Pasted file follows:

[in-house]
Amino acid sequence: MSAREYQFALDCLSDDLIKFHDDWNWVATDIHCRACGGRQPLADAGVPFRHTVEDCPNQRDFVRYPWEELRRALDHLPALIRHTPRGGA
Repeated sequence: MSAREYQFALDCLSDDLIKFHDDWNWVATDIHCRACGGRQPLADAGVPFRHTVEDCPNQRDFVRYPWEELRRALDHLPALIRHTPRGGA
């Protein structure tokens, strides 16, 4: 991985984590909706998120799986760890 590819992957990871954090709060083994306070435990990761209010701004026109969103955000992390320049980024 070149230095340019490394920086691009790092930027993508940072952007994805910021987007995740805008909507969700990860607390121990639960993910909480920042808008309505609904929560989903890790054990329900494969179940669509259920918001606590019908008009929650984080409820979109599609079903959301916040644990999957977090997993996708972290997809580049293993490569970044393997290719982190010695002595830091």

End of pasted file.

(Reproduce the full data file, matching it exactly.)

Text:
[in-house]
Amino acid sequence: MSAREYQFALDCLSDDLIKFHDDWNWVATDIHCRACGGRQPLADAGVPFRHTVEDCPNQRDFVRYPWEELRRALDHLPALIRHTPRGGA
Repeated sequence: MSAREYQFALDCLSDDLIKFHDDWNWVATDIHCRACGGRQPLADAGVPFRHTVEDCPNQRDFVRYPWEELRRALDHLPALIRHTPRGGA
């Protein structure tokens, strides 16, 4: 991985984590909706998120799986760890 590819992957990871954090709060083994306070435990990761209010701004026109969103955000992390320049980024 070149230095340019490394920086691009790092930027993508940072952007994805910021987007995740805008909507969700990860607390121990639960993910909480920042808008309505609904929560989903890790054990329900494969179940669509259920918001606590019908008009929650984080409820979109599609079903959301916040644990999957977090997993996708972290997809580049293993490569970044393997290719982190010695002595830091």